"Close your eyes and turn your vision inside." That's what my yoga instructor says at the beginning of every class as we settle in and set our intention for the day. I always ignore the instruction to close my eyes because I tend to cry. The music is soft and the room is dark and it's just too sad. So I keep my eyes lowered in the hopes she'll think I've adhered to her instruction.
"Focus my vision inside." That's a tough directive. I hadn't done that for years and now it's what I've had to do since Pete died. For many years I'd focused almost all of my attention on him, and I loved it that way.
As a wife: I wanted to be a really good wife. So I focused on being a wife who cherished her husband, who made him the center of her world. A wife who created a warm home and good food and clean clothes, things that made me happy to see him enjoy and appreciate. A wife who made him feel more loved than he ever had been.
As a manager: Pete annointed me his manager. It wasn't my idea, but he trusted me and had confidence in me. So how could I let him down? We had a great run and accomplished much more than we'd ever imagined we would. We were an unstoppable team, and I loved the challenges, and I loved to please him. He would tell me what he imagined career-wise, and I'd make it happen. He was always grateful. He toured all over the world, recorded many CDs, appeared at Carnegie Hall, one of the achievements he was most proud of.
As a caregiver: When we married I knew Pete had a congenitally bad heart. I knew this issue was in my future. We knew it was in our future, but we truly had no idea what it would look like when it became a problem for him. But when the first real crisis came, in the form of a massive stroke, I was there. All in for him. 100%. Not putting myself on the back burner, but I was committed. I loved him, and I hated to see him hurt or scared. I wanted him to be here for a very long time. So I did my damnedest to heal him and encourage him and nurse him back to health. I did this over and over and over again. From coast to coast, country to country. It was for entirely selfish reasons--I had to keep him alive to keep me alive.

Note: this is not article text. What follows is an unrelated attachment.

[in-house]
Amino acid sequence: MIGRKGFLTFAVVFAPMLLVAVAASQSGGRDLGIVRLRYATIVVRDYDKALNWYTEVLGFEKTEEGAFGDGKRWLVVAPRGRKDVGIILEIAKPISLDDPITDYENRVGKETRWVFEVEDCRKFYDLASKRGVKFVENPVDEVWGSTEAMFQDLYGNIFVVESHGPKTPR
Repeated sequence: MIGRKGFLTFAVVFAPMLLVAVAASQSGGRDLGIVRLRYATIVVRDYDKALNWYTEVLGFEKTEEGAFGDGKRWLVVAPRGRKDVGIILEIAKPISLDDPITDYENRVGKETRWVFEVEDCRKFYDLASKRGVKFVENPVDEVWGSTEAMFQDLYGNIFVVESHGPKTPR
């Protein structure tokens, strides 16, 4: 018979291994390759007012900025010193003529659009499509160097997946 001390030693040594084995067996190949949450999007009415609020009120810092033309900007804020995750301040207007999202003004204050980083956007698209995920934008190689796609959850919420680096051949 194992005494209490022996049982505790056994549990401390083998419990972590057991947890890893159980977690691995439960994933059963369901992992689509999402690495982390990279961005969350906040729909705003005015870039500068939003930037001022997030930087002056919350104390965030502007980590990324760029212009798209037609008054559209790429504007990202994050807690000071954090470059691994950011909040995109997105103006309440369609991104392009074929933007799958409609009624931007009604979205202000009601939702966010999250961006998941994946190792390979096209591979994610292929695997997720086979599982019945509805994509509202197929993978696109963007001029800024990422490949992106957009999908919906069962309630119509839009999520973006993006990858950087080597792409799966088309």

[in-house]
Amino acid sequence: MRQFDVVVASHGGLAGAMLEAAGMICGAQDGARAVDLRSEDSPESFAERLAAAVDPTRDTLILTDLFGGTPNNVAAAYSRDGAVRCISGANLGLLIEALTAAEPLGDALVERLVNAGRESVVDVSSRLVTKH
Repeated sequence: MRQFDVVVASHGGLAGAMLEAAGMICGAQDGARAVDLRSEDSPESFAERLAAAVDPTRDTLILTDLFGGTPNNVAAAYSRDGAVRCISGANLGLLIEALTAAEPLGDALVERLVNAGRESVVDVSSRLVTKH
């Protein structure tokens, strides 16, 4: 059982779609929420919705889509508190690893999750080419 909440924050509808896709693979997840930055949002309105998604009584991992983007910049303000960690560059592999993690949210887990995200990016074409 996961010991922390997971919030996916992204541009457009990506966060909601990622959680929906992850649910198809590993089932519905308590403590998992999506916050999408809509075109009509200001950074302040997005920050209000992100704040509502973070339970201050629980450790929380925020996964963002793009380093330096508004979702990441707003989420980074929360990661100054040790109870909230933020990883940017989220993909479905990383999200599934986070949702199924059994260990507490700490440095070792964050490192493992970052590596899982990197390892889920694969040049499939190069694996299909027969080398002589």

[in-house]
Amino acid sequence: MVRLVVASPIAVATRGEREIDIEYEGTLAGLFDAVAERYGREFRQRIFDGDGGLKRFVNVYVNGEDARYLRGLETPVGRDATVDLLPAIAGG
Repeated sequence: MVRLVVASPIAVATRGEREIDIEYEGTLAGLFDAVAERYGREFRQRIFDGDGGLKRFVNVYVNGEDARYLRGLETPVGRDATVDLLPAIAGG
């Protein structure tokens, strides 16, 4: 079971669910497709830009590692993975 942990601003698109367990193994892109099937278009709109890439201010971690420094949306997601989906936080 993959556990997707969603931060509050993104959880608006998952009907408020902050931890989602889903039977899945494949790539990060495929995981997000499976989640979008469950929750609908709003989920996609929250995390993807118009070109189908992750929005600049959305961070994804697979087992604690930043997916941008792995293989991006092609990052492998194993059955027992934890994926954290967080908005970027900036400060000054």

Now all of the things that I loved to do for him, that pulled my focus outward, are gone. Poof! So "bringing my focus inward?" It's a bit too much introspection for me. Don't get me wrong--I'm still doing things for others, and I am developing some projects that utilize my skills that I hope will benefit others. But the time that I'm by myself, in the house, I spend in my own head. Thoughts rattling round and round. I don't want to focus on myself--to be in my own head all the time. It's overwhelming.
What do you do when you get too inside of your own mind?